Imperfection is beauty, madness is genius and it’s better to be absolutely ridiculous than absolutely boring. ~Marilyn Monroe
Last week in yoga, preparing for the one pose I can do perfectly, Savasana (Corpse Pose), I leaned back on my mat and looked up. I was intrigued. The ceiling in the old building is beautiful – antique tin tiles, paint peeling – imperfectly beautiful. It reminded me of a phrase I’d heard a few times: Wabi-Sabi (not wasabi which is also something I do well…or at least eat well). I realize I could get into the entire concept a lot more deeply but I’m just going to dance on the surface of Wabi-Sabi in this blog.
Wabi-sabi represents a comprehensive Japanese world view or aesthetic centered on the acceptance of transience and imperfection. The aesthetic is sometimes described as one of beauty that is “imperfect, impermanent, and incomplete”. It is a concept derived from the Buddhist teaching of the three marks of existence, specifically impermanence, the other two being suffering and emptiness or absence of self-nature. Characteristics of the wabi-sabi aesthetic include asymmetry, asperity, simplicity, economy, austerity, modesty, intimacy and appreciation of the ingenuous integrity of natural objects and processes. (FROM FREEBASE.COM)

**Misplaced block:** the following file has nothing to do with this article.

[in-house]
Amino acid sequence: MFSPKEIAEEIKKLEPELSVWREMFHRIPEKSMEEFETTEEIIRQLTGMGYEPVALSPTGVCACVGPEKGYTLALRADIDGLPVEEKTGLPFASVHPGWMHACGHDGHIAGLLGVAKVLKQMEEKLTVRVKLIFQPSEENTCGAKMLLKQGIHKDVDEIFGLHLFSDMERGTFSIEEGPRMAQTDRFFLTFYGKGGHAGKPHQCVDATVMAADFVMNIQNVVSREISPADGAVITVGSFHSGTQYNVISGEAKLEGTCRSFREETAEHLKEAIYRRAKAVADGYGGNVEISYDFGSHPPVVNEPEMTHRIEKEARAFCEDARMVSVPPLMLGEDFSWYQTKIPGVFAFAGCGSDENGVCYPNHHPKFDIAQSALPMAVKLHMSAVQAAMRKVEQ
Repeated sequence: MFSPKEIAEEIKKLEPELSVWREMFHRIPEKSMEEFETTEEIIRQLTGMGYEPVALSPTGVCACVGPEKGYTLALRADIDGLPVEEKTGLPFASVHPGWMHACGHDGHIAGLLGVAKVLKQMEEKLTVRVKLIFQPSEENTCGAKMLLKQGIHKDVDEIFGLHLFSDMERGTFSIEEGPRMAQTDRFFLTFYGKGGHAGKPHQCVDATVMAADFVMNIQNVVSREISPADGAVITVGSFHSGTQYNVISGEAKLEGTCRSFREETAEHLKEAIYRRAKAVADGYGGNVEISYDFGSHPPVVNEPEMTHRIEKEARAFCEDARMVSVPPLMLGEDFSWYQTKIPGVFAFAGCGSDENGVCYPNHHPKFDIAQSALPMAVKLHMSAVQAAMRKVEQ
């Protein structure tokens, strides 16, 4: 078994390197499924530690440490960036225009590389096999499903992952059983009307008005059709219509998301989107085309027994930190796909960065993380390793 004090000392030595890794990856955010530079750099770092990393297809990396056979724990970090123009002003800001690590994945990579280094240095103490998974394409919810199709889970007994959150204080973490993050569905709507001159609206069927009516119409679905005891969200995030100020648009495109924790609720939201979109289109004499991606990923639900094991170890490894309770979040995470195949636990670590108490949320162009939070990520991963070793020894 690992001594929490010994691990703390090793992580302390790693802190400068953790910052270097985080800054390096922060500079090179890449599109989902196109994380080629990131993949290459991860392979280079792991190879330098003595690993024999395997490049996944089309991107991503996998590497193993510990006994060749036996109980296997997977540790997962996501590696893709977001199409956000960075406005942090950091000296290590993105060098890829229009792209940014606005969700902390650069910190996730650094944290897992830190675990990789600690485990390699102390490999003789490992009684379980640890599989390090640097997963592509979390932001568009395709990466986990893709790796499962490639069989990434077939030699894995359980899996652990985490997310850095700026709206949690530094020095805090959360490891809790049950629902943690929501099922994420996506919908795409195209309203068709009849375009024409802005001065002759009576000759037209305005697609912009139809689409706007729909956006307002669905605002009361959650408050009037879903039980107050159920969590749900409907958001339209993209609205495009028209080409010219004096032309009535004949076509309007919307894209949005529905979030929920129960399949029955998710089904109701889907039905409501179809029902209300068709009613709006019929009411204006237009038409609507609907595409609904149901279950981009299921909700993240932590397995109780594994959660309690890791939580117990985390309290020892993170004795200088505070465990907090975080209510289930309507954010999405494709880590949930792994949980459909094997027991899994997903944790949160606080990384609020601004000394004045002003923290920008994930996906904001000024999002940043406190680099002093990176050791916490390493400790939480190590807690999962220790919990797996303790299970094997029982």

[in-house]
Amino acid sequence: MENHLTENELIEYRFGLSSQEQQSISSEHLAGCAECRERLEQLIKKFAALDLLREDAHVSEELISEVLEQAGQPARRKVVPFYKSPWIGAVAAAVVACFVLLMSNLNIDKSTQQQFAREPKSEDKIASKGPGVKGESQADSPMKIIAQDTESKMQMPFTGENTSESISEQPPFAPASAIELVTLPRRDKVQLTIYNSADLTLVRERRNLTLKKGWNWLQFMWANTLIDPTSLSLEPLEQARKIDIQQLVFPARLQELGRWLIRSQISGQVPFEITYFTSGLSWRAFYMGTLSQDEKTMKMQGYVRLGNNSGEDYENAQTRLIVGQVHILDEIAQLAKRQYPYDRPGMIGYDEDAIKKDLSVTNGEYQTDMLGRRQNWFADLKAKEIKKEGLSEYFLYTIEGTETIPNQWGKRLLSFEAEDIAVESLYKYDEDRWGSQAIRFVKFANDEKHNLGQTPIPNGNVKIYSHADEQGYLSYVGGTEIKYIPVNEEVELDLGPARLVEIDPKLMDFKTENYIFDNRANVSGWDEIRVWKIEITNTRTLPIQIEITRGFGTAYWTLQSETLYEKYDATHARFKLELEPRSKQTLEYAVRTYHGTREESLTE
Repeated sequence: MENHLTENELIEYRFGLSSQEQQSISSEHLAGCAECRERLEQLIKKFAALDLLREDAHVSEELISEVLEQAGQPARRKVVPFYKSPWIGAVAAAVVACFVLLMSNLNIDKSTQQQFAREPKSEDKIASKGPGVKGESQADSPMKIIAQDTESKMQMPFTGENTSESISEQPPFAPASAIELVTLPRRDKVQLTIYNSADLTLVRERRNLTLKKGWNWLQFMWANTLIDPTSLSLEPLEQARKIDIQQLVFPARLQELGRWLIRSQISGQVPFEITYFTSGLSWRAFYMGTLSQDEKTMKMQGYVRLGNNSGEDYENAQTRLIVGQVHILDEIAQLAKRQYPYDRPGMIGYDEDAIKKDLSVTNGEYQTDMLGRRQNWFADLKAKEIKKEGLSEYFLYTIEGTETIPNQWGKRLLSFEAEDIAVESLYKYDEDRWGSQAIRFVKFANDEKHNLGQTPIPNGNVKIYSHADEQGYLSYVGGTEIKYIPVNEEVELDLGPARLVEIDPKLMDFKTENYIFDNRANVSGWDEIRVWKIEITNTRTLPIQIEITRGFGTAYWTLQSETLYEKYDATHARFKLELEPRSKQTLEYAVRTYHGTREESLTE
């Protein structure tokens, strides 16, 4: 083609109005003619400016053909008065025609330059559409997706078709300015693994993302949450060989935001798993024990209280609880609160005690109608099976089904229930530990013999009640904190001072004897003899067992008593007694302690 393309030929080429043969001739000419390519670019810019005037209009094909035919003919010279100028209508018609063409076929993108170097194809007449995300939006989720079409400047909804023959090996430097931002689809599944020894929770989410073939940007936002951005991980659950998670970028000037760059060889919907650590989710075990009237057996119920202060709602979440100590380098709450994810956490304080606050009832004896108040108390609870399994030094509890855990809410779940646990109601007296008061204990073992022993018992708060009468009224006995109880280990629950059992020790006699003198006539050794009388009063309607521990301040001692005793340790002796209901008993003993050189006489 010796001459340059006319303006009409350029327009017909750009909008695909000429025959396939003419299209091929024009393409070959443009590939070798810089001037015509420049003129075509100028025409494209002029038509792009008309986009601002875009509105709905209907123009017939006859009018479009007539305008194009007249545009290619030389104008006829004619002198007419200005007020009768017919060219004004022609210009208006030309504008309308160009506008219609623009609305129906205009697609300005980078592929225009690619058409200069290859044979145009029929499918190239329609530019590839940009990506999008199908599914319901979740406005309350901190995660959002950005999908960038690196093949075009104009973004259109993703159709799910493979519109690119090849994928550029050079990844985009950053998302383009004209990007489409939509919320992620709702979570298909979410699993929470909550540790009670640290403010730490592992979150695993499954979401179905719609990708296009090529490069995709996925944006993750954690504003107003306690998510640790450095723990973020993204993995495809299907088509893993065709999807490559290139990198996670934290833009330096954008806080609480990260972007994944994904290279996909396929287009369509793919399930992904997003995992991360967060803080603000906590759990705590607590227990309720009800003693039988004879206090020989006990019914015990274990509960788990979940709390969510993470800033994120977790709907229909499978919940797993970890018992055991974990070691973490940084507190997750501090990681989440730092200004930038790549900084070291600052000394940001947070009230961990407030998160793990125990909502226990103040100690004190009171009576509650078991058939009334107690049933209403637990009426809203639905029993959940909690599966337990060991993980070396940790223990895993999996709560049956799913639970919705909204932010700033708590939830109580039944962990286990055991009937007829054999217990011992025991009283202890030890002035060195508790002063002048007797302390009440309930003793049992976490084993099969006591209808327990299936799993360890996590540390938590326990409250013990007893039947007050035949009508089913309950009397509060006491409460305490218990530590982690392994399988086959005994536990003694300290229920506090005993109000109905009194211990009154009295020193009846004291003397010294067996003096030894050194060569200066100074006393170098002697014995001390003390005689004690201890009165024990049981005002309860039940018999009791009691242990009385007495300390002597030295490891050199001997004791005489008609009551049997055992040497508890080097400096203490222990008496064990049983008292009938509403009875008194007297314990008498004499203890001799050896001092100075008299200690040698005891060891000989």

I love getting out with my fancy camera and taking photos of critters and nature. People often ask me to take their photo but I nearly always decline. Most folks, me included, will inevitably be unhappy with photos of themselves. We pick out each flaw and focus on it. Animals don’t care.
Is it my vanity that has convinced me I look like a super-model but the camera can’t quite pick it up? Why can’t I love my deep smile lines and uneven eyes? Asymmetry is one of the characteristics listed in the Wabi-Sabi definition. Looking around in nature, there is nothing but “imperfection.” Flowers missing petals, trees with broken limbs, irregular shaped clouds…but it’s all still perfect. We are so captivated by the beauty of a sunrise that we don’t notice the landscape isn’t following the 3/4 rule.
One of the things I love about our yoga class is that it’s ok to need a block or a strap and bend my knees during forward bends. Oddly enough, being unable to do things “textbook” perfectly isn’t even deemed as imperfection or as a weakness. We’re told to honor ourselves – accept ourselves and our own limitations. According to our teacher, nearly all yoga teachers have poses that are difficult for them.
And with this new appreciation of Wabi-Sabi comes forgiveness. When I accept my own “imperfection”, I’m more likely to accept the imperfection of others. My screw-ups are beautiful because they are a part of my charm. And maybe your screw-ups are part of yours.
But this morning on Facebook a friend posted something that really struck me….and I’ll end with this thought: Maybe everything IS perfect.